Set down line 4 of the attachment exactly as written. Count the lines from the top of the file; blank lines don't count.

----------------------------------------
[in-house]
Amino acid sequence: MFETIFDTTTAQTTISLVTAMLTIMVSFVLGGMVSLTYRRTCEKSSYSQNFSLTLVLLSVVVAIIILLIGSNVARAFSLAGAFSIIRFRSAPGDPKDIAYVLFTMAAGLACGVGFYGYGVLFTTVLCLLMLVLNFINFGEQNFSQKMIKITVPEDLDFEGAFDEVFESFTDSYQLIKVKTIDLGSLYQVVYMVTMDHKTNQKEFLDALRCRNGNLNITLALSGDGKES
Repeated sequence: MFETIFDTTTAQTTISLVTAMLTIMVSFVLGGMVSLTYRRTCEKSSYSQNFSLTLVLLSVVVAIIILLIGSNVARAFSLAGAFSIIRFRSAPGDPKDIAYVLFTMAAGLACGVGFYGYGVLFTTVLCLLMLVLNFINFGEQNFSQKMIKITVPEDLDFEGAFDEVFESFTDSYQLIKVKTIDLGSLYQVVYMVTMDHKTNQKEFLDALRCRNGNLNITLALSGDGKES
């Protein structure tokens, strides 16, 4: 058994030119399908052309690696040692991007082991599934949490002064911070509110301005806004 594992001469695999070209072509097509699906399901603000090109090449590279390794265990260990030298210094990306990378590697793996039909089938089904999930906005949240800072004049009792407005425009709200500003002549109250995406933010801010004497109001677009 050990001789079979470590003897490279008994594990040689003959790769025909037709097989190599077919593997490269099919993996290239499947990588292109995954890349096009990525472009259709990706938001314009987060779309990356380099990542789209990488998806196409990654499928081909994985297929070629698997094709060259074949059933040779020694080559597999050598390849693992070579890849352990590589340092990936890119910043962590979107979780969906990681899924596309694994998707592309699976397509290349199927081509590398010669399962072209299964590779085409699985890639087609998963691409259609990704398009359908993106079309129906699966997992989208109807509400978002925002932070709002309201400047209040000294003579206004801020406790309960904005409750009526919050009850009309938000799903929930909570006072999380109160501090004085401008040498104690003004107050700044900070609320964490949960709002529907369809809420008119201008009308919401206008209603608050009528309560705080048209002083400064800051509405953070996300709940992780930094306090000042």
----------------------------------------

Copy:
């Protein structure tokens, strides 16, 4: 058994030119399908052309690696040692991007082991599934949490002064911070509110301005806004 594992001469695999070209072509097509699906399901603000090109090449590279390794265990260990030298210094990306990378590697793996039909089938089904999930906005949240800072004049009792407005425009709200500003002549109250995406933010801010004497109001677009 050990001789079979470590003897490279008994594990040689003959790769025909037709097989190599077919593997490269099919993996290239499947990588292109995954890349096009990525472009259709990706938001314009987060779309990356380099990542789209990488998806196409990654499928081909994985297929070629698997094709060259074949059933040779020694080559597999050598390849693992070579890849352990590589340092990936890119910043962590979107979780969906990681899924596309694994998707592309699976397509290349199927081509590398010669399962072209299964590779085409699985890639087609998963691409259609990704398009359908993106079309129906699966997992989208109807509400978002925002932070709002309201400047209040000294003579206004801020406790309960904005409750009526919050009850009309938000799903929930909570006072999380109160501090004085401008040498104690003004107050700044900070609320964490949960709002529907369809809420008119201008009308919401206008209603608050009528309560705080048209002083400064800051509405953070996300709940992780930094306090000042």